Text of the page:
At the end of the hall was a tapestry depicting some kind of duel going on between two long-haired figures on a mountain peak, under a blood-red sun. It was a fairly plain piece in rusty fall colours, but the lack of decoration in the rest of the building drew attention to it. Sydney smiled grimly as Dixon twitched the tapestry aside to reveal a set of stairs leading down into the earth.
A sound yanked her attention away from the stairs and to her right. A dull thud from one of the rooms further into the monastery. Something hitting the ground - maybe a body.
With a nod of understanding, Dixon took off after the noise, while she headed down the concealed stairs. If the unknown attacker was still taking care of the monks, this might be their chance to grab the microscope.
The stairs spiralled down to a large chamber, the walls rough enough that she suspected it must have been a natural cave before the monastery was even built. It was lit by oil lanterns, and in the centre, a wooden chest stood on a raised dais. She raised the lid and pulled aside folds of dark blue cloth to reveal the Rambaldi microscope.
Keeping it wrapped up in the protective cloth, she lifted it out and turned towards the stairs.
And found them blocked.
"Sydney." Her mother smiled at her warmly from a position halfway up the staircase. She was bundled up in cold weather clothes of her own, still managing to look elegant in them. There was no sign of the tranquiliser gun she must have been carrying. Sydney couldn't draw her own without dropping the microscope, and besides, there was too much risk her mom would fall badly if Sydney shot her while she was on the stairs.
No doubt her mom had factored that in to her chosen position for this confrontation.
"Where's Dixon?" Sydney asked warily.
"Your friend? He'll wake in a couple of hours."
She grimaced, but knew her mom could easily have chosen to use lethal force.
They were at an impasse. Sydney couldn't get up the stairs past her mom; her mother couldn't shoot her with a dart without causing her to drop the microscope. A compromise of some sort was the only solution, but she wasn't going to be the one to suggest it.
Her mother's smile broadened as she studied Sydney. "You look well."
More than a pleasantry, Sydney supposed, considering that a few months ago she'd been bleeding internally from the disease she'd caught from the Mueller device. It was still mind-boggling to think that her parents could have worked together to get the cure for her.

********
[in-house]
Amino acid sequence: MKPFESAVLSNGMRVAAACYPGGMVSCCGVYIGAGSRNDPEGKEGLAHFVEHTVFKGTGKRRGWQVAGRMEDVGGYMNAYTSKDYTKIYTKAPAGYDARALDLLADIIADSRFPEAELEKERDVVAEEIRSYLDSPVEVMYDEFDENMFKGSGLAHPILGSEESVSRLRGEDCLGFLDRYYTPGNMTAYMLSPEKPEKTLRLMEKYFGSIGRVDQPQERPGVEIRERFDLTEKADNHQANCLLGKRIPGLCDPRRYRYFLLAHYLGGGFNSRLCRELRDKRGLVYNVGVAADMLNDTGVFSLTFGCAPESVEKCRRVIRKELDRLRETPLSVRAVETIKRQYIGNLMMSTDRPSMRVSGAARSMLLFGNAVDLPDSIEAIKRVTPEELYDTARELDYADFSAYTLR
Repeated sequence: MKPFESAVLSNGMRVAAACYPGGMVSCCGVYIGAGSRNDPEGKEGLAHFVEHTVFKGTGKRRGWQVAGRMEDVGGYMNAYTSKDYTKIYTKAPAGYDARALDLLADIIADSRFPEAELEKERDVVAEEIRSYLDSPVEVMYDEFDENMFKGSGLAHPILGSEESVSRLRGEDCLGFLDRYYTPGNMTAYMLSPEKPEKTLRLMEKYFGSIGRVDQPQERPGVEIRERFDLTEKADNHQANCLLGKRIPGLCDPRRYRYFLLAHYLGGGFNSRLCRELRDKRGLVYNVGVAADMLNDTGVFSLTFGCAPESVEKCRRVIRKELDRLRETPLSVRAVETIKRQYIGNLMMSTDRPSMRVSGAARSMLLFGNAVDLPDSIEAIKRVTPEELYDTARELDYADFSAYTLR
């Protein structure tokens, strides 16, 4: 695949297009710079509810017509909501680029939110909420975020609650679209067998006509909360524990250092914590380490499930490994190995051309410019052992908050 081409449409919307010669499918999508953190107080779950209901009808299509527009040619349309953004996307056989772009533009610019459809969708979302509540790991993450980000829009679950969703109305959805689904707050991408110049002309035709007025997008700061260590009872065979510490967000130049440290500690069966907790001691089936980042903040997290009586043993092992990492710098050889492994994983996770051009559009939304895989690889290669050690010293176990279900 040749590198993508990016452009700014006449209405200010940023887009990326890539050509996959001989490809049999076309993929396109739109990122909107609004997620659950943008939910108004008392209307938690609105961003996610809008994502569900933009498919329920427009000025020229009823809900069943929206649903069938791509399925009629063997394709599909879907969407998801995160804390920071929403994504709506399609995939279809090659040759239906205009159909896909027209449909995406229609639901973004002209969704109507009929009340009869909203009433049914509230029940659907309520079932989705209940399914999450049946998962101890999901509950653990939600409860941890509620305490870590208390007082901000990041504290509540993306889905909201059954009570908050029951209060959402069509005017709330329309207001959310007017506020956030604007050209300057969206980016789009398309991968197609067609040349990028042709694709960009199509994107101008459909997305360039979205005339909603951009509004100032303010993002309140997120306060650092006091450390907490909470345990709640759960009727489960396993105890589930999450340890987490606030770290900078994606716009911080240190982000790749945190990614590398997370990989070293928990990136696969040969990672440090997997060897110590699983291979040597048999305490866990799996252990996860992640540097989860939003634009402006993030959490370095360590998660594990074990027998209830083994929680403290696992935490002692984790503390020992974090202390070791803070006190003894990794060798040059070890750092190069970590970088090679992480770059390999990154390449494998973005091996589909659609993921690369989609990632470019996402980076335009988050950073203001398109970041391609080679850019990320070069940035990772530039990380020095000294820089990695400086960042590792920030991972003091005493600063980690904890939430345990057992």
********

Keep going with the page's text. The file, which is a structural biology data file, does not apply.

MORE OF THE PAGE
"Thank you," she said, shifting into a slightly less defensive pose. "For the antidote."
Her mom descended the last few steps to stand in front of her. "You don't need to thank me," she said, shaking her head and reaching out to touch Sydney's face. "I'm your mother."
Sydney smiled hesitantly under the thumb that stroked down the side of her cheek.
And wasn't braced for it at all as her mom swept her legs out from under her, twisted the microscope out of her hands and flipped her over, all in one smooth sequence of motions. She wound up breathless on the floor of the cave looking up as her mother backed away up the stairs.
"And you need to be more cautious," her mom said, in the same tone of voice that had once chided her to finish meals and do her piano practise.
Sydney scrambled to her feet. "Mom - why are you doing this?" she demanded desperately. "What's so important about Rambaldi?"
"It's too soon for me to tell you that, sweetheart." Her mom was briefly silhouetted in the entranceway as she lifted the tapestry to leave. "The truth takes time."
What the hell kind of answer was that? "That's not good enough," she said, taking a step towards the stairs. "Not when people are dying over this." Her mom might have been shooting tranqs this time around, but Sydney knew she would and had killed to further her quest.
"No one is innocent in this game, Sydney," her mom said. "Everyone has an agenda. Why don't you take a look at Project Christmas?"
"What's Project Christmas?" she asked. In answer, her mother let the tapestry drop.
Sydney raced back up the stairs, but when she got to the top, she found the tapestry pinned in place by knives. By the time she'd kicked and struggled her way loose, her mother was long gone.